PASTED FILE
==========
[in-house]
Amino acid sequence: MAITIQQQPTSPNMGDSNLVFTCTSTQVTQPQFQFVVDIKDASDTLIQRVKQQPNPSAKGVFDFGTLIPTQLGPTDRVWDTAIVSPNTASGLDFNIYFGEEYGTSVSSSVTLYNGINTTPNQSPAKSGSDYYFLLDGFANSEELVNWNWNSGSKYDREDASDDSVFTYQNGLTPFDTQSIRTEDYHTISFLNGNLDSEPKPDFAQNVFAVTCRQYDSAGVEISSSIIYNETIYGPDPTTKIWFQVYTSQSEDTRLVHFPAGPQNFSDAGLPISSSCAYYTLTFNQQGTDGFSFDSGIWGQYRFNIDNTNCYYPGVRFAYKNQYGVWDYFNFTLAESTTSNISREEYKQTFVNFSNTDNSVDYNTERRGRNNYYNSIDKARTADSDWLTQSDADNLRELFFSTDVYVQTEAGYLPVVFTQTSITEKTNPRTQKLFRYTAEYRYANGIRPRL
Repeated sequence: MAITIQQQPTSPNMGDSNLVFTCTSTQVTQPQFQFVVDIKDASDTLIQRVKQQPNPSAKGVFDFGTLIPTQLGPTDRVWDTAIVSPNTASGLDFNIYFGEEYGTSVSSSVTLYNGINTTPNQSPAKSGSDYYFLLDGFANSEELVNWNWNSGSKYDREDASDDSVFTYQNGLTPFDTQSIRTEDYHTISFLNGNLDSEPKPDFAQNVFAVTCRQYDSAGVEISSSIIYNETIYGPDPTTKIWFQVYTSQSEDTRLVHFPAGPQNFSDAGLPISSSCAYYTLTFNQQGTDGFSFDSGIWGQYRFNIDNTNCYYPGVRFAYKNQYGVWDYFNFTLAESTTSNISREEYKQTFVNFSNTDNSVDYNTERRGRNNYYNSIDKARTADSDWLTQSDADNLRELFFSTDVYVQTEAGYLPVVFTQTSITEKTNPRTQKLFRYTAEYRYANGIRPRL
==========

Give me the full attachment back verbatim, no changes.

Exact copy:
[in-house]
Amino acid sequence: MAITIQQQPTSPNMGDSNLVFTCTSTQVTQPQFQFVVDIKDASDTLIQRVKQQPNPSAKGVFDFGTLIPTQLGPTDRVWDTAIVSPNTASGLDFNIYFGEEYGTSVSSSVTLYNGINTTPNQSPAKSGSDYYFLLDGFANSEELVNWNWNSGSKYDREDASDDSVFTYQNGLTPFDTQSIRTEDYHTISFLNGNLDSEPKPDFAQNVFAVTCRQYDSAGVEISSSIIYNETIYGPDPTTKIWFQVYTSQSEDTRLVHFPAGPQNFSDAGLPISSSCAYYTLTFNQQGTDGFSFDSGIWGQYRFNIDNTNCYYPGVRFAYKNQYGVWDYFNFTLAESTTSNISREEYKQTFVNFSNTDNSVDYNTERRGRNNYYNSIDKARTADSDWLTQSDADNLRELFFSTDVYVQTEAGYLPVVFTQTSITEKTNPRTQKLFRYTAEYRYANGIRPRL
Repeated sequence: MAITIQQQPTSPNMGDSNLVFTCTSTQVTQPQFQFVVDIKDASDTLIQRVKQQPNPSAKGVFDFGTLIPTQLGPTDRVWDTAIVSPNTASGLDFNIYFGEEYGTSVSSSVTLYNGINTTPNQSPAKSGSDYYFLLDGFANSEELVNWNWNSGSKYDREDASDDSVFTYQNGLTPFDTQSIRTEDYHTISFLNGNLDSEPKPDFAQNVFAVTCRQYDSAGVEISSSIIYNETIYGPDPTTKIWFQVYTSQSEDTRLVHFPAGPQNFSDAGLPISSSCAYYTLTFNQQGTDGFSFDSGIWGQYRFNIDNTNCYYPGVRFAYKNQYGVWDYFNFTLAESTTSNISREEYKQTFVNFSNTDNSVDYNTERRGRNNYYNSIDKARTADSDWLTQSDADNLRELFFSTDVYVQTEAGYLPVVFTQTSITEKTNPRTQKLFRYTAEYRYANGIRPRL